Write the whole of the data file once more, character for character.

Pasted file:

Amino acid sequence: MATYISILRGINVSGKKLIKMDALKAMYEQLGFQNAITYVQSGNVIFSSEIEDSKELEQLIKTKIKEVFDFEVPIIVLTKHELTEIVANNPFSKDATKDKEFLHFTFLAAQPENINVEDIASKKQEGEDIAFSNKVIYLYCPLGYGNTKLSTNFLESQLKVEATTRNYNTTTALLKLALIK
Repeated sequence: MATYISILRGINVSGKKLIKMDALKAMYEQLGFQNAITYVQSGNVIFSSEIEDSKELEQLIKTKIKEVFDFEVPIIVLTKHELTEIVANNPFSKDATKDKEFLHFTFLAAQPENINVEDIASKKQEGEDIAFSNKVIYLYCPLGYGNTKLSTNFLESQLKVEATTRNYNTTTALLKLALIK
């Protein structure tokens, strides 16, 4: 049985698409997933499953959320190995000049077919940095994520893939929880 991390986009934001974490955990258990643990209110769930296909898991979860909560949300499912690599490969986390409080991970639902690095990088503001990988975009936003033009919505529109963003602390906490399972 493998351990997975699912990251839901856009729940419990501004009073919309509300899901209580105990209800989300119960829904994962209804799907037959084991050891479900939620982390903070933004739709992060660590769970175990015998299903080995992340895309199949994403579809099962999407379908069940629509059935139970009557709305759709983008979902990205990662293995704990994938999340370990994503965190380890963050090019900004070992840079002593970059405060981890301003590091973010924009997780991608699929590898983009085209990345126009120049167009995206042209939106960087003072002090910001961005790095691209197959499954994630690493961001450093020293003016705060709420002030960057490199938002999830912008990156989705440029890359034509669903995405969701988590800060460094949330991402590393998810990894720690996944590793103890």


Amino acid sequence: MATYISILRGINVSGKKLIKMDALKAMYEQLGFQNAITYVQSGNVIFSSEIEDSKELEQLIKTKIKEVFDFEVPIIVLTKHELTEIVANNPFSKDATKDKEFLHFTFLAAQPENINVEDIASKKQEGEDIAFSNKVIYLYCPLGYGNTKLSTNFLESQLKVEATTRNYNTTTALLKLALIK
Repeated sequence: MATYISILRGINVSGKKLIKMDALKAMYEQLGFQNAITYVQSGNVIFSSEIEDSKELEQLIKTKIKEVFDFEVPIIVLTKHELTEIVANNPFSKDATKDKEFLHFTFLAAQPENINVEDIASKKQEGEDIAFSNKVIYLYCPLGYGNTKLSTNFLESQLKVEATTRNYNTTTALLKLALIK
């Protein structure tokens, strides 16, 4: 049985698409997933499953959320190995000049077919940095994520893939929880 991390986009934001974490955990258990643990209110769930296909898991979860909560949300499912690599490969986390409080991970639902690095990088503001990988975009936003033009919505529109963003602390906490399972 493998351990997975699912990251839901856009729940419990501004009073919309509300899901209580105990209800989300119960829904994962209804799907037959084991050891479900939620982390903070933004739709992060660590769970175990015998299903080995992340895309199949994403579809099962999407379908069940629509059935139970009557709305759709983008979902990205990662293995704990994938999340370990994503965190380890963050090019900004070992840079002593970059405060981890301003590091973010924009997780991608699929590898983009085209990345126009120049167009995206042209939106960087003072002090910001961005790095691209197959499954994630690493961001450093020293003016705060709420002030960057490199938002999830912008990156989705440029890359034509669903995405969701988590800060460094949330991402590393998810990894720690996944590793103890």